RICHMOND, VA (WWBT) - Governor McAuliffe announced the state has a $136 million surplus this year. While unveiling his proposed budget for the next fiscal year, he again called for Medicaid expansion.
The governor pitched his proposed budget before a joint meeting of the Senate Finance and House Appropriations committees on Monday in their new temporary home in the Pocahontas Building.
Some of the surplus, he said, must be used for designated special funds, such as one for water quality. But he agreed with Republican leadership to put $121 million into a rainy day fund because he says it's going to rain.
Governor McAuliffe wants to save the surplus money to help cover budget cuts he expects from President Trump's proposed federal budget.
"The president's vision includes cutting funding for the Appalachian Regional Commission, eliminating community development block grants, lowering home energy assistance programs, and rural economic development and poverty alleviation programs. It would totally eliminate Chesapeake Bay cleanup efforts and the progress seen over the last few years," said McAuliffe.
There's also a question lawmakers must weigh when considering this proposed budget. The state could continue to see revenue declines from Sequestration. However, President Trump has also proposed increasing military spending.
"While the proposal does promise increases in defense spending, as you all know it will take years to realize any positive impacts of that investment. We cannot afford to slash existing economic programs while we wait for new defense programs to kick in," said McAuliffe.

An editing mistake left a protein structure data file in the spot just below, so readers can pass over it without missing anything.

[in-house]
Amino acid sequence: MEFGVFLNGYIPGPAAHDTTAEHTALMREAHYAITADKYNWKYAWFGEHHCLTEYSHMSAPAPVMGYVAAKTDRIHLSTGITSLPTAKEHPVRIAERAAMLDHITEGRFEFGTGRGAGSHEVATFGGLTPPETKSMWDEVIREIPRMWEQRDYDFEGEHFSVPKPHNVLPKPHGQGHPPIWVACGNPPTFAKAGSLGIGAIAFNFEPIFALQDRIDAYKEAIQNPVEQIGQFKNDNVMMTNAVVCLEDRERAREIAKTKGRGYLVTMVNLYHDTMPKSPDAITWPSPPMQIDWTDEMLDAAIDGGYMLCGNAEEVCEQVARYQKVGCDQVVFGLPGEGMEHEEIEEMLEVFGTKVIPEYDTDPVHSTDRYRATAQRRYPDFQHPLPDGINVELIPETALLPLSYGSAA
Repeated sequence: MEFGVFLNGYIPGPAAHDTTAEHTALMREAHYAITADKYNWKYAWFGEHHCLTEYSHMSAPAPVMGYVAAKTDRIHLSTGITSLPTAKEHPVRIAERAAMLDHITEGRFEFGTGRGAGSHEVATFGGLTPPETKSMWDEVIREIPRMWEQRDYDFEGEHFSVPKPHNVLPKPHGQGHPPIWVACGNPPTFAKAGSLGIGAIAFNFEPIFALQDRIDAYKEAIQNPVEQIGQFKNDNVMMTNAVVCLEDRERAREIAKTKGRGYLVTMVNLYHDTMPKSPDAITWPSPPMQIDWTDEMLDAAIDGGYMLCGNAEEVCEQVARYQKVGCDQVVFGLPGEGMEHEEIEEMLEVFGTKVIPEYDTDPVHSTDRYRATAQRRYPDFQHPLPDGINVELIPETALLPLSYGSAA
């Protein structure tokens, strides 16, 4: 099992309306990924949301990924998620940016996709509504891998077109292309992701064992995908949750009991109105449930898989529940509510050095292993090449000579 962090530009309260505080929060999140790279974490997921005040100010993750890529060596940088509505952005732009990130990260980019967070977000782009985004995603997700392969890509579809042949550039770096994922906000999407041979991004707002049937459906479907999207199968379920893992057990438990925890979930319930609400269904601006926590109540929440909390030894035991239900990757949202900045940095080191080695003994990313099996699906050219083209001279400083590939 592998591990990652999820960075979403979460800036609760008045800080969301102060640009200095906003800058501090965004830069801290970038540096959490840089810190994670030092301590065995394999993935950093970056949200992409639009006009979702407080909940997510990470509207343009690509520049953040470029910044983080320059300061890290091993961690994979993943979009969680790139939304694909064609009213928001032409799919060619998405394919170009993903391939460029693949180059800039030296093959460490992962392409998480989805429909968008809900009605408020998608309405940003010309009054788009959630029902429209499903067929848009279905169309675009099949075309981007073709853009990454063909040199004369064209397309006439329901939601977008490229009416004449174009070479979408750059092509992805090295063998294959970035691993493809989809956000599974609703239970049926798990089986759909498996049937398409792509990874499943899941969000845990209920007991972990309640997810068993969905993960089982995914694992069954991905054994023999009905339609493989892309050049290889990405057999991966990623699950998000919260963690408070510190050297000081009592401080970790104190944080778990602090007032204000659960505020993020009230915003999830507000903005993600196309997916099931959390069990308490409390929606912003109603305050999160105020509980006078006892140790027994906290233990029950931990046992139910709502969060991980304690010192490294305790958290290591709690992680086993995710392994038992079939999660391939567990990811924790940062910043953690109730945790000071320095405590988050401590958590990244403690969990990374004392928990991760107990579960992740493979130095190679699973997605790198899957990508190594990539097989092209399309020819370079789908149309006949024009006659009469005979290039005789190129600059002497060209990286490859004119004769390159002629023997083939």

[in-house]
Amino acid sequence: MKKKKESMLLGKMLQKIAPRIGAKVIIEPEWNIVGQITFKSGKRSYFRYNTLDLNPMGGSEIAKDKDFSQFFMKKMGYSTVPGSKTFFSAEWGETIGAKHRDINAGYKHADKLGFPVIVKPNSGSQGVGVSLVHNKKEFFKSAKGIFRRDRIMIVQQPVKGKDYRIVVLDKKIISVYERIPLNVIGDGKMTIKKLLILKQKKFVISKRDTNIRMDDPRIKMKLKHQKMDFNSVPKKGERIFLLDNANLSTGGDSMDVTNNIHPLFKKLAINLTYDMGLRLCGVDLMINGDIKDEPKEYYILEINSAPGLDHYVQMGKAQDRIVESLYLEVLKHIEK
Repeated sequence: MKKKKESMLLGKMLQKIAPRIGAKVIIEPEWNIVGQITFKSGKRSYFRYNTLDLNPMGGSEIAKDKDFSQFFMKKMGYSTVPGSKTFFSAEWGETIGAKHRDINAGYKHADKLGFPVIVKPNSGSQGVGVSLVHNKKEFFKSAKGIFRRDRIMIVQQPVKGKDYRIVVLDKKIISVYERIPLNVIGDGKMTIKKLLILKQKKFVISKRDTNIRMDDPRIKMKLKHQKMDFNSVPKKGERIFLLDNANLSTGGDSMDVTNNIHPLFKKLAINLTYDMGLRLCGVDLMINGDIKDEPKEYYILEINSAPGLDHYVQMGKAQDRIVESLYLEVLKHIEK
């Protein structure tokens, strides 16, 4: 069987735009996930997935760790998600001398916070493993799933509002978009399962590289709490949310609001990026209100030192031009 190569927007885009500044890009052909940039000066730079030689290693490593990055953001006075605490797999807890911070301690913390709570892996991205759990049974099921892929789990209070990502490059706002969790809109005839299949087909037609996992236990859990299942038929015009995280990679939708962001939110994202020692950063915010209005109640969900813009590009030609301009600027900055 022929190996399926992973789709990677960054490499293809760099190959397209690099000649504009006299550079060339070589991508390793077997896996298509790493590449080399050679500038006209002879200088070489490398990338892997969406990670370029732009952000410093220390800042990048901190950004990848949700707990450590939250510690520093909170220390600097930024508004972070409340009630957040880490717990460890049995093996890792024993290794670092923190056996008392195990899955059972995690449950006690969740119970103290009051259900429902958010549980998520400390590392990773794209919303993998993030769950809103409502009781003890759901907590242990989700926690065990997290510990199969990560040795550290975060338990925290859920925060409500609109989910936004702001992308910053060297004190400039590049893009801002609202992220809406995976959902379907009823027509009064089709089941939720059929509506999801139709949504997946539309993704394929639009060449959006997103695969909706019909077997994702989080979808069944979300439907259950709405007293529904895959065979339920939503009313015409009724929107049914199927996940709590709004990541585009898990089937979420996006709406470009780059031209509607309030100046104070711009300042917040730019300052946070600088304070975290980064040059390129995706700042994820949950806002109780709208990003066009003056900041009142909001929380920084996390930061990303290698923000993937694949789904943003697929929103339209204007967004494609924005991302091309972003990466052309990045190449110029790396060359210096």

The governor urged the committees to boost pay for state troopers to help fill more than 300 open sworn and civilian positions. And he prioritized two big expenses for the state.
First, the cost of benchmarking the Standards of Education.
"It will be a high priority to increase costs of this rebasing exercise as we move forward, and let me be clear it will cost hundreds of millions of dollars," said McAuliffe.
Republican Chris Jones, Chair of the House Appropriations had less concern about the costs.
"We don't know what the next four or five months will bring as far as revenue growth. But what I do know is whatever the numbers are, we will adjust and we'll deal with it," said Jones.
The governor said his second top priority would be expanding Medicaid coverage under the Affordable Care Act.
"We still have an opportunity to save money and increase health care coverage now that the Affordable Care Act will remain the law of the land indefinitely," he said.
"If you look at Kentucky, they were $4.2 billion over budget, Ohio by $3.2 billion over budget. So the states that have done it, it has not been the panacea the governor talks about," said House Majority Leader Kirk Cox (R - Colonial Heights).
The Republican-controlled House and Senate have rejected Medicaid expansion three times already. The House of Delegates is up for re-election this year. It will be up to voters to decide if Republicans maintain their control of the House.
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